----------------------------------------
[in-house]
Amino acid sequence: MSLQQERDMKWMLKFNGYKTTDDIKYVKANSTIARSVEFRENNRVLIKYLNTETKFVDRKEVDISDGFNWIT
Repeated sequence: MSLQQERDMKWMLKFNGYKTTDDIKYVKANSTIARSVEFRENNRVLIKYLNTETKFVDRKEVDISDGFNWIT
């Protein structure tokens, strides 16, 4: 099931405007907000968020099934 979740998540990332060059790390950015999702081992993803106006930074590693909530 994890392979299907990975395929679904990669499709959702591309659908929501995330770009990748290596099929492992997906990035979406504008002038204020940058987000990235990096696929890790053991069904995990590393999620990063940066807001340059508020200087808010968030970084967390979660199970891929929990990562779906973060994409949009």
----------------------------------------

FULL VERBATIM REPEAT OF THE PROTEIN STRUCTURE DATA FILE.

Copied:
[in-house]
Amino acid sequence: MSLQQERDMKWMLKFNGYKTTDDIKYVKANSTIARSVEFRENNRVLIKYLNTETKFVDRKEVDISDGFNWIT
Repeated sequence: MSLQQERDMKWMLKFNGYKTTDDIKYVKANSTIARSVEFRENNRVLIKYLNTETKFVDRKEVDISDGFNWIT
């Protein structure tokens, strides 16, 4: 099931405007907000968020099934 979740998540990332060059790390950015999702081992993803106006930074590693909530 994890392979299907990975395929679904990669499709959702591309659908929501995330770009990748290596099929492992997906990035979406504008002038204020940058987000990235990096696929890790053991069904995990590393999620990063940066807001340059508020200087808010968030970084967390979660199970891929929990990562779906973060994409949009």